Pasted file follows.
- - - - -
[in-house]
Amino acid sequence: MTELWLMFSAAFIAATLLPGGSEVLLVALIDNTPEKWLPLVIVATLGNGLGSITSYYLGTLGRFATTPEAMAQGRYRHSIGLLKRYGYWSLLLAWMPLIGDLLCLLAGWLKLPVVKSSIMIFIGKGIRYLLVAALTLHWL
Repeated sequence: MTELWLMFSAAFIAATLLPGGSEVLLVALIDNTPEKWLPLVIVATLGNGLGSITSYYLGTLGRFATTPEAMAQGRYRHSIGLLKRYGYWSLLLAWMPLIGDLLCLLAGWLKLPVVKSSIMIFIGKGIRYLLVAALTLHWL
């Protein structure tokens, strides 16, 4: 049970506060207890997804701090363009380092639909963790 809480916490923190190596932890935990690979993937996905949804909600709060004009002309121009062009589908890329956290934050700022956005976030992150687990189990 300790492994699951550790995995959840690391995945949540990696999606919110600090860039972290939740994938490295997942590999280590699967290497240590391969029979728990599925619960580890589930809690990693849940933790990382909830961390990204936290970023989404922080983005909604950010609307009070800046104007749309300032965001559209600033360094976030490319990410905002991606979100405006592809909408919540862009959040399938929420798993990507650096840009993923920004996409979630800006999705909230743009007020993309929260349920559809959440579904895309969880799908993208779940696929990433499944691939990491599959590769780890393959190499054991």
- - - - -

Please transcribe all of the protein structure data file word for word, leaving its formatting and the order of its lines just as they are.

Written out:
[in-house]
Amino acid sequence: MTELWLMFSAAFIAATLLPGGSEVLLVALIDNTPEKWLPLVIVATLGNGLGSITSYYLGTLGRFATTPEAMAQGRYRHSIGLLKRYGYWSLLLAWMPLIGDLLCLLAGWLKLPVVKSSIMIFIGKGIRYLLVAALTLHWL
Repeated sequence: MTELWLMFSAAFIAATLLPGGSEVLLVALIDNTPEKWLPLVIVATLGNGLGSITSYYLGTLGRFATTPEAMAQGRYRHSIGLLKRYGYWSLLLAWMPLIGDLLCLLAGWLKLPVVKSSIMIFIGKGIRYLLVAALTLHWL
């Protein structure tokens, strides 16, 4: 049970506060207890997804701090363009380092639909963790 809480916490923190190596932890935990690979993937996905949804909600709060004009002309121009062009589908890329956290934050700022956005976030992150687990189990 300790492994699951550790995995959840690391995945949540990696999606919110600090860039972290939740994938490295997942590999280590699967290497240590391969029979728990599925619960580890589930809690990693849940933790990382909830961390990204936290970023989404922080983005909604950010609307009070800046104007749309300032965001559209600033360094976030490319990410905002991606979100405006592809909408919540862009959040399938929420798993990507650096840009993923920004996409979630800006999705909230743009007020993309929260349920559809959440579904895309969880799908993208779940696929990433499944691939990491599959590769780890393959190499054991």